12. Refining: After a predicted event happens, users may want to compare actual effects to predictions, in order to improve playbooks.
Related concepts and jargon: regression analysis, supervised learning (this is both related to regressors and classifiers), inference
Generators & Optimizers
The newest and arguably most unsettling capability are those that output new things. It’s also the oddball category in this writeup that is not just about one kind of technology. These algorithms use some of the underpinnings of clusterers, classifiers, and regressors (and other things) to help people be creative or creatively solve some problem. (And, it must be said, some malefactors to spread disinformation.) Offer users generators as part of creativity tools. Offer users optimizers to achieve the best and unexpected results in complicated decision spaces, like architecture.
Practical examples of generators and optimizers
- “Inception” Deepdream images: Those psychedelic images with, say, dog faces everywhere are neural nets that change images to maximize anything that looks like some target feature, like a dog face.
- Deep style: Images in which the style from one image is applied to another, like, say, modifying a modern selfie to look like it was painted by J.C. Leyendecker or Raphael.
- Deepfakes: Images, audio, and video in which a person is replaced with another.
- Mebots: These chatbots train on recorded speech or text by an individual, and thereafter can mimic them in chat or interactions, even responding to questions and prompts it hasn’t encountered before.
- This Person Does Not Exist: (https://thispersondoesnotexist.com/) Which composites features from different images of people to create new people. It’s mostly seamless. (And a fine place to go for persona images, if you only ever need one.) There are also “does not exist” networks for art, cats, horses, and even chemicals.
- GPT-n: The Generative Pre-Trained Transformer algorithms from OpenAI can take a few words and generate a lot of sentences that sound related and reasonably convincing. People have used GPTs to “write” songs, poems, articles, blog posts (this is not one of them), and even movies. GPT-3 is the most recent version as of this writing, and is so sophisticated that OpenAI has not released it generally, for fear of its misuse.
- Text-to-image: Cris Venuzuela has created an engine that will take text typed in real-time and produce an image. The results are very crude at the moment, but like much of AI, I expect this will become more sophisticated quickly. Imagine a text-to-video or a text-to-music function.
- Generative design: Given a set of criteria, generative algorithms explore a possibility space and suggest novel designs that meet the criteria. Spacemaker, for example, can present multiple configurations of buildings on a site to optimize for quiet, sun exposure, or wind control.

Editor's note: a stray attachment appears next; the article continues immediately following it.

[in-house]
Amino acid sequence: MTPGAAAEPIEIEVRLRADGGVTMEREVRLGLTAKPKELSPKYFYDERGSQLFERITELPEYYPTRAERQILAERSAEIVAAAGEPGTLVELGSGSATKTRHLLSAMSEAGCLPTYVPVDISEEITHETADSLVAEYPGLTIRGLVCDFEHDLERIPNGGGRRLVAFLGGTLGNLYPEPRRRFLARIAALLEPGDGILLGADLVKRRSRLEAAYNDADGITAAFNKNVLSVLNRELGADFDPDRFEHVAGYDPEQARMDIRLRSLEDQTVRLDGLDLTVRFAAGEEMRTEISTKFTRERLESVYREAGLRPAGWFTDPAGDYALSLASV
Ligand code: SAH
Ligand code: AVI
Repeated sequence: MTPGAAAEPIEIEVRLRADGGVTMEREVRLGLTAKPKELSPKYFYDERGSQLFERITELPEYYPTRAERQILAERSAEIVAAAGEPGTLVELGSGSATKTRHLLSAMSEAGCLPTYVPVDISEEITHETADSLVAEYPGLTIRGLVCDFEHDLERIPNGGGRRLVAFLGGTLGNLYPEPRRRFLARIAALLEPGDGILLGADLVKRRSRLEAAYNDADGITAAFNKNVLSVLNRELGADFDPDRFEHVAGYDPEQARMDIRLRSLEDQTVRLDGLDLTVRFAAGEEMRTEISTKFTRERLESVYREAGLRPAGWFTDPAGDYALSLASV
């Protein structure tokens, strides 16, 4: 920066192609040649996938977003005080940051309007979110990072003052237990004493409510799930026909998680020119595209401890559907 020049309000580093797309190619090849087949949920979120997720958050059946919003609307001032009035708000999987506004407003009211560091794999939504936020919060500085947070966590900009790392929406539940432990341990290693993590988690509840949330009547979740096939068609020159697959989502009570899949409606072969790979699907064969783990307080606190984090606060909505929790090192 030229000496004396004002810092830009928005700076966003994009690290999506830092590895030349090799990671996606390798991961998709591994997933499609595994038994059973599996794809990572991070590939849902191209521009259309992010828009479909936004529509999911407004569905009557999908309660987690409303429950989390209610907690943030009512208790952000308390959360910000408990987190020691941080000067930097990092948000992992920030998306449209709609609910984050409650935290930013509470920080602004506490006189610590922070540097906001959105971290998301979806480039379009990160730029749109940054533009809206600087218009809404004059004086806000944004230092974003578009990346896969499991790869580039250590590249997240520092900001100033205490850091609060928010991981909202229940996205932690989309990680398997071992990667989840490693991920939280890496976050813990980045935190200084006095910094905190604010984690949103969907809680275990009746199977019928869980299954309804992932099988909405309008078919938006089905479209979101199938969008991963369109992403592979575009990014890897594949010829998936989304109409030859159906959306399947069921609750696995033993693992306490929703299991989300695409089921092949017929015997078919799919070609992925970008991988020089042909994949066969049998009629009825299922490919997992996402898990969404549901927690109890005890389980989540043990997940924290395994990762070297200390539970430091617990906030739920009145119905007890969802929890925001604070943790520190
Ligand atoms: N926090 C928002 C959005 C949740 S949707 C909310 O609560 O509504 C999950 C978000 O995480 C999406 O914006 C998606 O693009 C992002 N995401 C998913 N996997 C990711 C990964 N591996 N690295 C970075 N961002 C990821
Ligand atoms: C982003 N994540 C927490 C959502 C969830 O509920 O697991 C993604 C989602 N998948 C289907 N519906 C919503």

↑ Input: Most work from “seed” input like a few lines of text or an image, and all work with massive data.
↓ Output: New images, sounds, or texts
Basic interactions with generators and optimizers
13. Seed/Reseed: The source material, options, and criteria for success, if any.
14. Rerun: If users didn’t like the output.
15. Adjust “drift”: Many generators allow control of how “prim” or “wacky” the results are. A news agency way want prim headlines, but a poet may want the wackiest output they can get their hands on.
16. Explore options: Generative systems can produce a lot of results. As with any large result set, users may need help making sense of them all, or to design parameters that can reduce the number of results. (Or even to design systems that let end-users manage those parameters themselves.)
17. Lock or reweight criteria: If users are happy with some aspects of a generated result, but not others, they should be able to lock those aspects and re-run the rest for new results. For systems that are trying to optimize for certain goals, users may want to change the weightings and see what else results.
18. Save results (of course)
19. Export and extend: When users want to use the selected results as a starting point for doing more manual work, they need the ability to export in a way that lets them continue working.
Related concepts and jargon: neural nets (CNNs, RNNs), generative adversarial networks, deep learning, deep dream, reinforcement learning.
Universal Use Cases
Some basic interactions aren’t tied to any core technology. These aren’t derived from any particular AI capability, but they are important to consider as part of the basic interactions that need to be designed. Many are required by law.
20. Explain that to me: This isn’t always easy. Some AI technologies are so complicated that, even though they’re often right, the way it figured things out is too complicated for a human to follow along. But when decisions can be explained, they should be. And when they can’t, provide easy ways for users to request human intervention.
21. I need human intervention: This is vital because AI will not always reason like a human would. As AI systems are given more weighty responsibilities, users need the option of human recourse. This can often be in the form of objecting to an AI’s output.